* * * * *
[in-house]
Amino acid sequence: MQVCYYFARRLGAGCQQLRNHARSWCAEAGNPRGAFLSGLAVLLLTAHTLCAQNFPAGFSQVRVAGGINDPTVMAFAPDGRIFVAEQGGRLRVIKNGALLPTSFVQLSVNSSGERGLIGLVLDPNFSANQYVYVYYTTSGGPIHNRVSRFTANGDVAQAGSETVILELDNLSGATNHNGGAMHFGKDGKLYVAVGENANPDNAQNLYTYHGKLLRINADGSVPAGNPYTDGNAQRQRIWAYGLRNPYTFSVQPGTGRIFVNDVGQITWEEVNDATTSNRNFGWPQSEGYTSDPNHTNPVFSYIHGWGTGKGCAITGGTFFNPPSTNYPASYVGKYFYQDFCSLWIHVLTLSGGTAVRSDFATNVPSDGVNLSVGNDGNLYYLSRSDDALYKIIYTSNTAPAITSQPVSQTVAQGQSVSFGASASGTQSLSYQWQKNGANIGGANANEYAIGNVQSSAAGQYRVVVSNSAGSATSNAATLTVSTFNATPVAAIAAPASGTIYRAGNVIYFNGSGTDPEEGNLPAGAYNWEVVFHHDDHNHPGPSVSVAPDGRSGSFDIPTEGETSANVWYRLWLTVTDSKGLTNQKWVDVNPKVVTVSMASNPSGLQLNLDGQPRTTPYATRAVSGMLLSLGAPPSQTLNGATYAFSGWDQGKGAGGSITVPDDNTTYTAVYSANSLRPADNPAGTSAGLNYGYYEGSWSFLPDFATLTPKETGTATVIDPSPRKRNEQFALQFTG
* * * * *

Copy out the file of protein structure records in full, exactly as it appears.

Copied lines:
[in-house]
Amino acid sequence: MQVCYYFARRLGAGCQQLRNHARSWCAEAGNPRGAFLSGLAVLLLTAHTLCAQNFPAGFSQVRVAGGINDPTVMAFAPDGRIFVAEQGGRLRVIKNGALLPTSFVQLSVNSSGERGLIGLVLDPNFSANQYVYVYYTTSGGPIHNRVSRFTANGDVAQAGSETVILELDNLSGATNHNGGAMHFGKDGKLYVAVGENANPDNAQNLYTYHGKLLRINADGSVPAGNPYTDGNAQRQRIWAYGLRNPYTFSVQPGTGRIFVNDVGQITWEEVNDATTSNRNFGWPQSEGYTSDPNHTNPVFSYIHGWGTGKGCAITGGTFFNPPSTNYPASYVGKYFYQDFCSLWIHVLTLSGGTAVRSDFATNVPSDGVNLSVGNDGNLYYLSRSDDALYKIIYTSNTAPAITSQPVSQTVAQGQSVSFGASASGTQSLSYQWQKNGANIGGANANEYAIGNVQSSAAGQYRVVVSNSAGSATSNAATLTVSTFNATPVAAIAAPASGTIYRAGNVIYFNGSGTDPEEGNLPAGAYNWEVVFHHDDHNHPGPSVSVAPDGRSGSFDIPTEGETSANVWYRLWLTVTDSKGLTNQKWVDVNPKVVTVSMASNPSGLQLNLDGQPRTTPYATRAVSGMLLSLGAPPSQTLNGATYAFSGWDQGKGAGGSITVPDDNTTYTAVYSANSLRPADNPAGTSAGLNYGYYEGSWSFLPDFATLTPKETGTATVIDPSPRKRNEQFALQFTG